Tape is way faster and cheaper than "cloud backup" stuff. You'd be better off buying the cheap Amazon archive storage tier and just long term archiving your raw tape back up files to it periodically. Of course ymmv, but in my case it made no sense.



  • @Donahue said in Adding tape drive:

    @scottalanmiller said in Adding tape drive:

    @Donahue said in Adding tape drive:

    @scottalanmiller said in Adding tape drive:

    @Donahue said in Adding tape drive:

    is this a good drive?

    Also, If I am considering the cloud as an option, what is the prefered way to get backups into the cloud? it seems like VTL is one way to go, but I can't tell if that is appropriate for my situation because I have zero existing tape infrastructure. I can do something like copy to a synology, and then just sync that with backblaze. Thoughts?

    VTL doesn't get you to a cloud store, it just makes a cloud store look like tape when your backup won't talk to cloud.

    It seems like a common middle man to get veeam -> to cloud. Thats why I want to know if it is something I should look into or not.

    yes, specifically for Veeam going to unsupported cloud, it will act as a middle man.

    is it better to go straight to one of veeam's cloud partners?

    No, it's just important to keep in mind that VTL as a middle man only makes sense in certain scenarios, not as a starting point, unless you want to mimic tape.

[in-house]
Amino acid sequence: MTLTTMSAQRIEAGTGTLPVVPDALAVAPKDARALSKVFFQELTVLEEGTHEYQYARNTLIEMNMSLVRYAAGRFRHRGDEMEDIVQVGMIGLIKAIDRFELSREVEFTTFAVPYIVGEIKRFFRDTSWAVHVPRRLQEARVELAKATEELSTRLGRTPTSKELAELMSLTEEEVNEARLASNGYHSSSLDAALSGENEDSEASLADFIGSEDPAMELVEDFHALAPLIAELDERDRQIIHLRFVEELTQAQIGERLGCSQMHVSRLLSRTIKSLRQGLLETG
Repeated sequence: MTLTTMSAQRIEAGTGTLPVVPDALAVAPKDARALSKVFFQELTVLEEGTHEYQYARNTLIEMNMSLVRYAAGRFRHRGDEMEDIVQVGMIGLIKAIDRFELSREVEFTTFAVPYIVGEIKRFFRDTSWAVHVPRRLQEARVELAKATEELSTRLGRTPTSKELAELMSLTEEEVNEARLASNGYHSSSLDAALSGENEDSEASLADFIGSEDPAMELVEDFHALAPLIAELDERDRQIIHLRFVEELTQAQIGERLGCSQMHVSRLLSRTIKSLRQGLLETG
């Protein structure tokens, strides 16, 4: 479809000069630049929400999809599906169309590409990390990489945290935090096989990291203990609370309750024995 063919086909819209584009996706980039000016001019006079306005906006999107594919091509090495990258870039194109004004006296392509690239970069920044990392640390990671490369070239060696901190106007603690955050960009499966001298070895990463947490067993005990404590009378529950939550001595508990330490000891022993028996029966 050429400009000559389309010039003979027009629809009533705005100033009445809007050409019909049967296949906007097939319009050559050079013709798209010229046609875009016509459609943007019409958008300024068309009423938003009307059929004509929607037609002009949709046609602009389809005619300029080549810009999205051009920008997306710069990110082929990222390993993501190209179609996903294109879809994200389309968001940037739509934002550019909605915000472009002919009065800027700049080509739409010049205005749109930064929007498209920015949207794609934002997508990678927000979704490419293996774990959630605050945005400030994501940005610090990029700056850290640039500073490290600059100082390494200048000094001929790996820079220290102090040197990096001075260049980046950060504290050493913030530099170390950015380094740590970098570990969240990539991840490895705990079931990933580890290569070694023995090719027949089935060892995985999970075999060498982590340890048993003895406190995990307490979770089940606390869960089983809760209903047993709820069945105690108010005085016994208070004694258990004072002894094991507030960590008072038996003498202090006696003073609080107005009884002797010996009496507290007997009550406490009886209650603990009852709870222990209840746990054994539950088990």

• at this point, I would have to get management buy in to really consider cloud, I want to evaluate the options before hand to know how much I should or shouldn't be pushing for the cloud. Recent conversations with @scottalanmiller have me questioning our historical reasons and motivations for why we use what we use. In my case, we have a mix of prior misinformed speculation and my limited personal experience.

    I don't see a reason to emulate tape if I'm not going to use tape, but I really don't know



  • @Donahue said in Adding tape drive:

    at this point, I would have to get management buy in to really consider cloud, I want to evaluate the options before hand to know how much I should or shouldn't be pushing for the cloud. Recent conversations with @scottalanmiller have me questioning our historical reasons and motivations for why we use what we use. In my case, we have a mix of prior misinformed speculation and my limited personal experience.

    I don't see a reason to emulate tape if I'm not going to use tape, but I really don't know

    Well if you use tape, then no reason to emulate.